Monday, 10 June 2019

What colour are you right now? Checking in with yourself and your dog

Back in March 2017 I completed the Hardmoors 55 mile ultra race along with Freya the ultimate Ultra Collie.  The funny thing is, I was absolutely certain that I would be pulling out when I met up with my support crew just after the last checkpoint.

*if you'd rather listen than read, here's the video version which is almost the same but with added Bronte disruption and even more excitement!



 At 10 PM I had been running for just over 12 hours, my knees were agony, there were massive blisters on my feet and I was just a little bit tired. The batteries in my head torch were unexpectedly failing and I got lost in the woods at least once.

I hobbled into the Captain Cook Monument car park to meet my support crew with every intention of stopping. And yet 20 minutes later I was on my way back up another hill, wondering how on earth that had happened.

And the simple answer is because I forgot to tell my support crew that I wanted to stop. It was in my head but it failed to come out of my mouth. I utterly failed to use the colour check system!

What is the Colour Check System anyway?

It was created by my hiking group after a memorable occasion when one member of the party announced at the top of the hill (some way into a very long walk) that they were going to need to pull out because their feet were just too painful.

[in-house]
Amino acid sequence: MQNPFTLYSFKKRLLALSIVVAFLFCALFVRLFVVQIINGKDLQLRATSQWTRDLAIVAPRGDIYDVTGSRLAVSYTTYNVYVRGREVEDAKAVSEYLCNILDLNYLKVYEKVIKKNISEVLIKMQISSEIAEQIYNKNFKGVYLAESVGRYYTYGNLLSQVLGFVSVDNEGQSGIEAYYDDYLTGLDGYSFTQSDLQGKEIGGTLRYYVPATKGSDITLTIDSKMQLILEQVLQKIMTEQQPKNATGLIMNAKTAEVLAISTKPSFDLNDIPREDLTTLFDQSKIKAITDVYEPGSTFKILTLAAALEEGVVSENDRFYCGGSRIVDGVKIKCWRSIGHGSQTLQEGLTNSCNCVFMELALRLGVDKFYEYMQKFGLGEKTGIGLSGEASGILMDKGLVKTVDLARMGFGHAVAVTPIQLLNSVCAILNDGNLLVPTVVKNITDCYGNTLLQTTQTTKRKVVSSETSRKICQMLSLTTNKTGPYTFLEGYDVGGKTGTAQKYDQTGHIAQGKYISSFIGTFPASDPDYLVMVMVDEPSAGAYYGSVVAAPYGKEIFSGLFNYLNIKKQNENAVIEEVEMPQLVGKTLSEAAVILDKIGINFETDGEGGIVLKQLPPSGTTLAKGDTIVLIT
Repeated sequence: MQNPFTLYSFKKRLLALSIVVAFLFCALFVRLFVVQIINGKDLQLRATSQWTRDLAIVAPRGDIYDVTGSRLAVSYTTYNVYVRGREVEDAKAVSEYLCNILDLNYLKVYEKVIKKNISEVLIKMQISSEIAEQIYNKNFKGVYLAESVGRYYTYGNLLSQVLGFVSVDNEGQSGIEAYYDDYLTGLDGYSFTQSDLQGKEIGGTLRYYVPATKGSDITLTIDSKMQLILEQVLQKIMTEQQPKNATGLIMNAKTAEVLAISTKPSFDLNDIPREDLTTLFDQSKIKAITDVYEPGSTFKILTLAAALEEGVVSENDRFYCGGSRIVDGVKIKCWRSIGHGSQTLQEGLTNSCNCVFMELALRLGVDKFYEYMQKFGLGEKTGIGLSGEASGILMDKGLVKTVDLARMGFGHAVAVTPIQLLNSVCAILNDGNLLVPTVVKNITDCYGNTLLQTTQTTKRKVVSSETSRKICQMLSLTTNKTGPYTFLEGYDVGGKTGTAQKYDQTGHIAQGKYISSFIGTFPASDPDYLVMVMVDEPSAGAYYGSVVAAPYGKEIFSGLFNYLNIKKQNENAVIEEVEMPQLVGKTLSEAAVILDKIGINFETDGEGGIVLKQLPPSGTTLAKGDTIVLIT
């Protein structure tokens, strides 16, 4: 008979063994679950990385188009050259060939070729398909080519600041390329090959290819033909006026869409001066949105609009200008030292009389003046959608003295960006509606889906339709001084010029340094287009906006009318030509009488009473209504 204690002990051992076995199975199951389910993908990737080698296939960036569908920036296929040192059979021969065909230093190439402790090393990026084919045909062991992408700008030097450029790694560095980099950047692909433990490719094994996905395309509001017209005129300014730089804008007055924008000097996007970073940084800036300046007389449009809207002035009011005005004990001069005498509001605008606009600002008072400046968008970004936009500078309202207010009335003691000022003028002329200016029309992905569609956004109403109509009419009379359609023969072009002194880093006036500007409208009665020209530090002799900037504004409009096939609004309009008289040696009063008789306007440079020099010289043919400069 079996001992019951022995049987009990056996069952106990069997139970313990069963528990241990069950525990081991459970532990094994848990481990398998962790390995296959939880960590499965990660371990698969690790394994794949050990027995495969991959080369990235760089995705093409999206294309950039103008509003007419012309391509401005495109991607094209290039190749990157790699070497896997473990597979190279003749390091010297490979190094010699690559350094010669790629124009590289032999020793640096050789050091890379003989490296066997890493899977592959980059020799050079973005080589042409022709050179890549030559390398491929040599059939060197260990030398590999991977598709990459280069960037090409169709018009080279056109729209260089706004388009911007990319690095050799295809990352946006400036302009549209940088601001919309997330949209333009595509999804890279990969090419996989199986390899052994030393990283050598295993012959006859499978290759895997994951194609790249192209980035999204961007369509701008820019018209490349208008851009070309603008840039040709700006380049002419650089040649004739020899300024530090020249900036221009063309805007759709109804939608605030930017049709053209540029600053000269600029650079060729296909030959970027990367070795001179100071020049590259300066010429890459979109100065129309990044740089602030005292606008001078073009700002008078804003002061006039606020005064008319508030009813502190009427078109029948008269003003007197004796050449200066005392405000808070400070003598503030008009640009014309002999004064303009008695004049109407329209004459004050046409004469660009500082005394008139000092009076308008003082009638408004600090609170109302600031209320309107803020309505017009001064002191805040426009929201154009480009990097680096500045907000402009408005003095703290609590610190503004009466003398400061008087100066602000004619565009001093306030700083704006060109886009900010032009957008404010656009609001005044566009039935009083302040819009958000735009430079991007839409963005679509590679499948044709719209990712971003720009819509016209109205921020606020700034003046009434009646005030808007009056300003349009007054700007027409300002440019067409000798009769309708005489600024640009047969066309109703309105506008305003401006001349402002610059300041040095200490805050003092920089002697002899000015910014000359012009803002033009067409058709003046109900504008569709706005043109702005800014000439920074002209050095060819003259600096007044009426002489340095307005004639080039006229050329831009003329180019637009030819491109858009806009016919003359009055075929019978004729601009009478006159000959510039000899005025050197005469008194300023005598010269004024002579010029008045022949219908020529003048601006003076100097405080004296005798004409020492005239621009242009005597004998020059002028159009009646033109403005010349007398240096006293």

Of course, we were at the top of the hill. And getting him off the hill and back to safety was not straightforward. Up until that point we didn’t realise how much trouble he was in.

So the colour check safety system was born.

Every time we stopped for a planned break, you ask each other what colour you are.

  • Green meant fine, you were feeling good, able to carry on and complete the route, not needing any intervention at this stage.
  • Yellow through to amber meant that things were a little bit tricky, you might be sore somewhere or you might need food caffeine or medication – some kind of intervention!
  • Red meant that there was a problem. Either you were in a lot of pain, you were exceptionally exhausted, or in some way you felt unable to carry on. 




The advantage to this system is that it’s consistent, we all have a shared understanding of roughly what each colour means. Because we check-in consistently and regularly, there is much less chance of anyone apparently moving from green happy to carry on to red emergency escape required.

It’s also really important when your natural tendency might be to push on just a little bit further than you maybe should. That’s what happened to me in the hardware is 55!

On Sunday Laura and I ran the Whitehorse half marathon (16.9 miles) and we made an effort to do a colour check at every checkpoint. We finished the race feeling fairly strong and knowing how the other person and dogs were doing.

So, what exactly does all that have to do with dogs? 

 

How many times have you been on a walk with your dog, at a training class, attending a workshop or some other kind of ongoing activity-and it felt like your dog had a meltdown out of nowhere?